From: Dan Nowlan <dnowlan**At_Symbol_Here**BERRYMANPRODUCTS.COM>
Subject: [DCHAS-L] spontaneous combustion of methyl soyate
Date: Fri, 9 Aug 2019 16:17:25 +0000
Reply-To: ACS Division of Chemical Health and Safety <DCHAS-L**At_Symbol_Here**PRINCETON.EDU>
In a former life, I used to formulate lithographic press washes. As VOC restrictions tightened, various fractions of mineral spirits, aromatic distillates, glycol ethers, and terpenes were replaced at first by heavy paraffinic distillates, such as Paraffinic
100. It was cheap and VOCs only had to be reduced so much. As VOC levels continued to drop, though, more active "solids" were sought in an effort to maintain some semblance of efficacy, and chemicals like t-butylated biphenyls and especially fatty acid
methyl esters (FAMEs) were utilized.
Some of these FAMEs were based on high-oleic acids or occasionally even "fully" saturated starting materials like coconut. Of course, soy methyl ester (SME) quickly gained traction due to economics, and it didn't take long before printers started experiencing
rag fires, similarly to what was not uncommonly seen with D-limonene–based press washes years before. We quickly began adding a solution of TBHQ—the same antioxidant that SME manufacturers would typically use—to our formulas with very high SME content, and
the problem went away. We never determined what concentration of SME became problematic or how much TBHQ solved the problem. We went big with the AO and the rag fires stopped.
Fast forward 10 years, and I'm tasked with formulating an immersion cleaner, which would benefit greatly from the inclusion of SME. While the application isn't quite the same—nobody should be dipping rags into the product…but that doesn't mean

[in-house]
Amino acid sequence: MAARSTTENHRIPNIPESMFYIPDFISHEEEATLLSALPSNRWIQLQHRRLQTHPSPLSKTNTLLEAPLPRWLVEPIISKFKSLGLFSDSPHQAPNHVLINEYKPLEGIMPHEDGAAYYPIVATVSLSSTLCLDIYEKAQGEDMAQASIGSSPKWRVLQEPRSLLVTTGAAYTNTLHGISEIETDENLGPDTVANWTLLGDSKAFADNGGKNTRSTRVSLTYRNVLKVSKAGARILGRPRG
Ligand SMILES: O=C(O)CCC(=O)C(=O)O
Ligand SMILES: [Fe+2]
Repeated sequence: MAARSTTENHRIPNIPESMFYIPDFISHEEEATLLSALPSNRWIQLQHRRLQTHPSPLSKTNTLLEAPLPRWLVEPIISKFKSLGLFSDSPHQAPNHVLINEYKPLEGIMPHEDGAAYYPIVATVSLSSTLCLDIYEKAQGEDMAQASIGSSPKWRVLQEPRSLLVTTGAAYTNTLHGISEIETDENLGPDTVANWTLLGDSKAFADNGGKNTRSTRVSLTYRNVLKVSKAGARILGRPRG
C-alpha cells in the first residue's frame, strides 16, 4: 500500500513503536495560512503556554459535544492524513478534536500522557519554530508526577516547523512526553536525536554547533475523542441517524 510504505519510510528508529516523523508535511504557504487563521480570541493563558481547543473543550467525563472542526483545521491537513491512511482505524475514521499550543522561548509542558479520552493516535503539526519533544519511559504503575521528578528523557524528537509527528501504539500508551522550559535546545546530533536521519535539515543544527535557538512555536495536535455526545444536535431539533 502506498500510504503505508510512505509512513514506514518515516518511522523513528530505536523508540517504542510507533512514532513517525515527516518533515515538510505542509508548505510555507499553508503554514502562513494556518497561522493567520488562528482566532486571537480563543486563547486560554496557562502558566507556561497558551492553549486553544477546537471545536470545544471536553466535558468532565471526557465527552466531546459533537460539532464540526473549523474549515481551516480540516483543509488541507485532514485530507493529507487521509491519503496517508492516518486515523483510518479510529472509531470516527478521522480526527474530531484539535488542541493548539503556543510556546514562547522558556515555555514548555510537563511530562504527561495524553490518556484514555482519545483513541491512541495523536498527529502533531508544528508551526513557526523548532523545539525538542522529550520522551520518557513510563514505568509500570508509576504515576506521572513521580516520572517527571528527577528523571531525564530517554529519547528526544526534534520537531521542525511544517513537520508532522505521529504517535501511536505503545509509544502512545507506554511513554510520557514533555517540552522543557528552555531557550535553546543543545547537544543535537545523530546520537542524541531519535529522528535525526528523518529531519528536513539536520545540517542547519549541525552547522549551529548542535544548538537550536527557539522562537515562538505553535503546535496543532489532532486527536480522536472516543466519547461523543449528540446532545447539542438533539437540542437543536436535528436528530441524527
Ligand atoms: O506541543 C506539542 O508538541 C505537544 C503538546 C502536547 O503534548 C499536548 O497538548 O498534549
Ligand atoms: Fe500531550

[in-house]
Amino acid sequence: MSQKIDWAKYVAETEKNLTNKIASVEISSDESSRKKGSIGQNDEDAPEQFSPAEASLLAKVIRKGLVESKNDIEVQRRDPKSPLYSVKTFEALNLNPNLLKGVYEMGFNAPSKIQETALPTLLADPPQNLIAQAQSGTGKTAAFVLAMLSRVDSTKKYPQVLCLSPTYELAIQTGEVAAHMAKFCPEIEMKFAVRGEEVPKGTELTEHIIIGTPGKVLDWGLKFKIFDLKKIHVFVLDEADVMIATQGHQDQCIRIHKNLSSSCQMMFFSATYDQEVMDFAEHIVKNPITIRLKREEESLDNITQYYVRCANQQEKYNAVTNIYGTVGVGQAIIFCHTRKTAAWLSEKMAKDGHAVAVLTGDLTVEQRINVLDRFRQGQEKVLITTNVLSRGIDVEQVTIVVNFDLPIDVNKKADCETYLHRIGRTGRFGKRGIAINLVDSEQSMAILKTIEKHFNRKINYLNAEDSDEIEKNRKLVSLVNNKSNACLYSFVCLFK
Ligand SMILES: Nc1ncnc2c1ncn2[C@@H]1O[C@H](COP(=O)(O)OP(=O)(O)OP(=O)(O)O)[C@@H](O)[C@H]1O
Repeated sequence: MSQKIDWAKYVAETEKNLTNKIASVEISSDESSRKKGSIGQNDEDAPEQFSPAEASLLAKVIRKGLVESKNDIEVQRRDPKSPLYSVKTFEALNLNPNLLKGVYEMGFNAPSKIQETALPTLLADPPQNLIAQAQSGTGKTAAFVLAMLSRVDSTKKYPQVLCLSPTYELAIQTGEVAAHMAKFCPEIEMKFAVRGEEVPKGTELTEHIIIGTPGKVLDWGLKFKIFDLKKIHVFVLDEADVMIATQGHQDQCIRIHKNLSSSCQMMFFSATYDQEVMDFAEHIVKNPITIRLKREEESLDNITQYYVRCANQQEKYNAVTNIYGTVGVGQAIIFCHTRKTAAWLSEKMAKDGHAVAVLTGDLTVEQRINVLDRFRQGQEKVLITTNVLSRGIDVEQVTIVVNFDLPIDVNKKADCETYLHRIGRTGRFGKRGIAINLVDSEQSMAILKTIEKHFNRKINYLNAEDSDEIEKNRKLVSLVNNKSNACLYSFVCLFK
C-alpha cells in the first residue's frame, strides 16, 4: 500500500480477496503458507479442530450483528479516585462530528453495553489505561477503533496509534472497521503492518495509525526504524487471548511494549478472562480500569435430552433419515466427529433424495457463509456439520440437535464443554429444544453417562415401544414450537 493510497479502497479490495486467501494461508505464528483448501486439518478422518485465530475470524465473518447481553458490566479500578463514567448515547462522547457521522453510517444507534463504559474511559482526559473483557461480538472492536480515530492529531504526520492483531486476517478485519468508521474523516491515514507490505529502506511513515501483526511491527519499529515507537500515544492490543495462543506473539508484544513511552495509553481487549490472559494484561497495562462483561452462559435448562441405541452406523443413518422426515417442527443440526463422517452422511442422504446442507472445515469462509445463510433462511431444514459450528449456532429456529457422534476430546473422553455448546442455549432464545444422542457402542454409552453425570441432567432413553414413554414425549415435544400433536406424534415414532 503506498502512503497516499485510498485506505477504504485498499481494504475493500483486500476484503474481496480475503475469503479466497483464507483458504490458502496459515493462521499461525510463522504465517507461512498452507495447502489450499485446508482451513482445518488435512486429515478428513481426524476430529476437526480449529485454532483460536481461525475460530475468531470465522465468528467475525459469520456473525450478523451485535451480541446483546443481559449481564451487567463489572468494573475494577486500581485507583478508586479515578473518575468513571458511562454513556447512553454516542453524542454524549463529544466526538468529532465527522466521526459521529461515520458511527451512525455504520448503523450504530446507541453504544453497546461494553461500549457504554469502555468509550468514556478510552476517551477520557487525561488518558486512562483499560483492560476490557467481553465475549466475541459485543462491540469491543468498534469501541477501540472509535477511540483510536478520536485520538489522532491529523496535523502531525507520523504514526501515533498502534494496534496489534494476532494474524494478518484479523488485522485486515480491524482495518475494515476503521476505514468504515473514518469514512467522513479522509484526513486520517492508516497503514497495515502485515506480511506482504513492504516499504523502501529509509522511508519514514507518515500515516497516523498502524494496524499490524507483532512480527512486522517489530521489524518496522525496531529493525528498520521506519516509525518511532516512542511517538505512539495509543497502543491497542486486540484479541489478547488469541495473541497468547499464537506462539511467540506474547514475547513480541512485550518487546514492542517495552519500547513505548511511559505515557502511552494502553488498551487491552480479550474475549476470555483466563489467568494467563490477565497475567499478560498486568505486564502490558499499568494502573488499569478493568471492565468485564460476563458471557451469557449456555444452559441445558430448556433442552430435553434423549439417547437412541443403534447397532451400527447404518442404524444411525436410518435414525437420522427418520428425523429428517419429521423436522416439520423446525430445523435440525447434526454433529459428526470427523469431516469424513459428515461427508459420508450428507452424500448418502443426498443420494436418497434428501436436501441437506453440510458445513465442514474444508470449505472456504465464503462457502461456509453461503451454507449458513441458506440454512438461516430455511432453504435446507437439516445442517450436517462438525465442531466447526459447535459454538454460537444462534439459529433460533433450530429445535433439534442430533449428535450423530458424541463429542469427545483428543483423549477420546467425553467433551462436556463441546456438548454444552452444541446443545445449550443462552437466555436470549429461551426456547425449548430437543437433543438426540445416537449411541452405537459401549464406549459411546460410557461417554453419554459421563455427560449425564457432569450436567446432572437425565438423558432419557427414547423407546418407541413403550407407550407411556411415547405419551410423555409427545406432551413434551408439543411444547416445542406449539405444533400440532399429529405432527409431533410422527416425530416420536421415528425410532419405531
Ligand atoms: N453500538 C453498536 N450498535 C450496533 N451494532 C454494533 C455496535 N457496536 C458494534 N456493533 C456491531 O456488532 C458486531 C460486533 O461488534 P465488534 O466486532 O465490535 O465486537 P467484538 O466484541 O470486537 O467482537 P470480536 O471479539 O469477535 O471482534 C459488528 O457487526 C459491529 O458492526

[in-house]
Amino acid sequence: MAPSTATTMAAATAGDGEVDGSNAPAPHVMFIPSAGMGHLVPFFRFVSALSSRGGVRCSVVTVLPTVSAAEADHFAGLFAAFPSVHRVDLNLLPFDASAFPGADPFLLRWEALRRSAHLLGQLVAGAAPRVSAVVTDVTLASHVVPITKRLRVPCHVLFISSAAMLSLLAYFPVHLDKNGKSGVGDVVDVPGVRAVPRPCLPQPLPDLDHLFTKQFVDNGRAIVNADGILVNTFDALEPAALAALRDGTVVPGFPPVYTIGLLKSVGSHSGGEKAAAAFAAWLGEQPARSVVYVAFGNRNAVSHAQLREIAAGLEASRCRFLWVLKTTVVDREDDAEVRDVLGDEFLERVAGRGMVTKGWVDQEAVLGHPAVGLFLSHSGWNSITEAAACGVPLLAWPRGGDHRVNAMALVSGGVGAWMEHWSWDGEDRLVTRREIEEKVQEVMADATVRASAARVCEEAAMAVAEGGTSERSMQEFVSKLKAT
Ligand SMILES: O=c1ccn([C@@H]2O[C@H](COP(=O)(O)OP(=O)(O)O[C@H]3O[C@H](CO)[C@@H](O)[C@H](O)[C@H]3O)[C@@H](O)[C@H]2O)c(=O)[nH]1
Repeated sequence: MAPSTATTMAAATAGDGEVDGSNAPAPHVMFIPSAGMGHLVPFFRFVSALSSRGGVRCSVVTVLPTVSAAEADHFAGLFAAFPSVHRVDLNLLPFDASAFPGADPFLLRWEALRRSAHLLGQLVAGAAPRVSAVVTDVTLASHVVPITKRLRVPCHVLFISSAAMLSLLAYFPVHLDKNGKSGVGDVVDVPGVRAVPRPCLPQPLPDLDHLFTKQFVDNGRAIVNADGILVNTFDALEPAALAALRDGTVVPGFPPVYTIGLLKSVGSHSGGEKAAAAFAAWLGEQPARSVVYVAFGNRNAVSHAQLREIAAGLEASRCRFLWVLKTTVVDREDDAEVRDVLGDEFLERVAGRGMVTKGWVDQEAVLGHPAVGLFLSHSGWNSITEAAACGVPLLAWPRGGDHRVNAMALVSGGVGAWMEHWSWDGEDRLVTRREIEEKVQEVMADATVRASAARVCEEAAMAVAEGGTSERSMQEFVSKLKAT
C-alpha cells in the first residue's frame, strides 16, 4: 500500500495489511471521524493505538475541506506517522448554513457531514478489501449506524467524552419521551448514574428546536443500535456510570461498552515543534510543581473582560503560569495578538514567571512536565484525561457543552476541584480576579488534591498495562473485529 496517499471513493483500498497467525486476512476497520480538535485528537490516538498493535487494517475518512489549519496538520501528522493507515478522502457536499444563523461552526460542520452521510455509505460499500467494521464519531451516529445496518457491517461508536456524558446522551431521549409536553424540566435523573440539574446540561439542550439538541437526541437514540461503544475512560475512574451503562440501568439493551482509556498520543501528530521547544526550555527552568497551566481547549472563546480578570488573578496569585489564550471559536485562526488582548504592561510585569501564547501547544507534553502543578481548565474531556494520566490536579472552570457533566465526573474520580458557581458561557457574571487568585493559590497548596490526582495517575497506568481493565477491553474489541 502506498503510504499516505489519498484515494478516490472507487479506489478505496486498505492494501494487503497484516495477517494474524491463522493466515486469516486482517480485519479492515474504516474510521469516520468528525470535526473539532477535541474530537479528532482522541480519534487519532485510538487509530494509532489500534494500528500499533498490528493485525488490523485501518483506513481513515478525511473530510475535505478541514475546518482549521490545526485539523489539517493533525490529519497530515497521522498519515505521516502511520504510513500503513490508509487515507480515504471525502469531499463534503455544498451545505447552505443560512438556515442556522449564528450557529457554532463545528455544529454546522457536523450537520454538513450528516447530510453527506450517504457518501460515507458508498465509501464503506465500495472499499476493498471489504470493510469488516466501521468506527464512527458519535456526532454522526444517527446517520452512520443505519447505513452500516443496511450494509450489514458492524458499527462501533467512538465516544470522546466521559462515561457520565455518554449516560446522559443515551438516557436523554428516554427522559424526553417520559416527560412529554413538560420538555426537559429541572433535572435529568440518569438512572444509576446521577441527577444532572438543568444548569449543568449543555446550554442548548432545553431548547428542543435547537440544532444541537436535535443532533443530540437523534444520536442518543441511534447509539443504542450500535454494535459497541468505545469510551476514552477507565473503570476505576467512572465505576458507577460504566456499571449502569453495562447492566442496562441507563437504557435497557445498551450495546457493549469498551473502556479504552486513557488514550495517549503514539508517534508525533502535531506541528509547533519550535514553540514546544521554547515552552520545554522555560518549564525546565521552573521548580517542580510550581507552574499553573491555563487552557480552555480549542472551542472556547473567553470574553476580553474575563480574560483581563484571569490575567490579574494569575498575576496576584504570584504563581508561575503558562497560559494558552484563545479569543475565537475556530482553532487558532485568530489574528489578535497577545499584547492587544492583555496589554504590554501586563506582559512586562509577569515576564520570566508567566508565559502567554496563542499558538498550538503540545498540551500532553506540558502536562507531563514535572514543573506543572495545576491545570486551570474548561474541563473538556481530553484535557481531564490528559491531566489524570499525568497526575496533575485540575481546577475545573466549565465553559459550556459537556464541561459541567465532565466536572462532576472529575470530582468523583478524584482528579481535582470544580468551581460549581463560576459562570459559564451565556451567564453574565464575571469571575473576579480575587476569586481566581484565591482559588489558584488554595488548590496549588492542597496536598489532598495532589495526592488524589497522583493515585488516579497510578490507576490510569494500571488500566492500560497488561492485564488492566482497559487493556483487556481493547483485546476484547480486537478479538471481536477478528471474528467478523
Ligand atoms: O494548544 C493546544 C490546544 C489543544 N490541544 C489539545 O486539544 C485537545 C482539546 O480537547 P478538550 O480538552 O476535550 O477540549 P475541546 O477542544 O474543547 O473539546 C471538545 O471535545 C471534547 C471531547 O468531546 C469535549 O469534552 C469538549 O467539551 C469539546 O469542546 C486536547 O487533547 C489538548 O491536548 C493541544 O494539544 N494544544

they won't—I'm still concerned with the potential for spontaneous combustion (SC). I can't just add a line item of TBHQ to the formula as we're going to solicit bids for toll blending, and side mixing a solution of TBHQ to add to the bulk blend isn't practical.
All that ^ is to preface a few questions. 1) Does anyone have any specific information on SC of unsaturated FAMEs that I could peruse? Upstream suppliers haven't been especially helpful, and I didn't see anything particularly relevant on the web
at a glance. 2) Where can I find oily rag storage recommendations and/or requirements? I have to assume there's an NPFA standard addressing that. And 3) does anyone have any suggestions for testing the potential for SC in the lab? I have zero
analytical equipment and cannot directly test for oxidation or oxygen uptake. Though it doesn't mimic field conditions, I can cook various mixtures in a standard gravity oven and check for darkening. I can also throw oily rags in a steel bucket and
put them in the hot Texas sun, though I do prefer not to start any rag fires if at all possible.
Congratulations if you made it down this far and thanks in advance if you're going to contribute something helpful!
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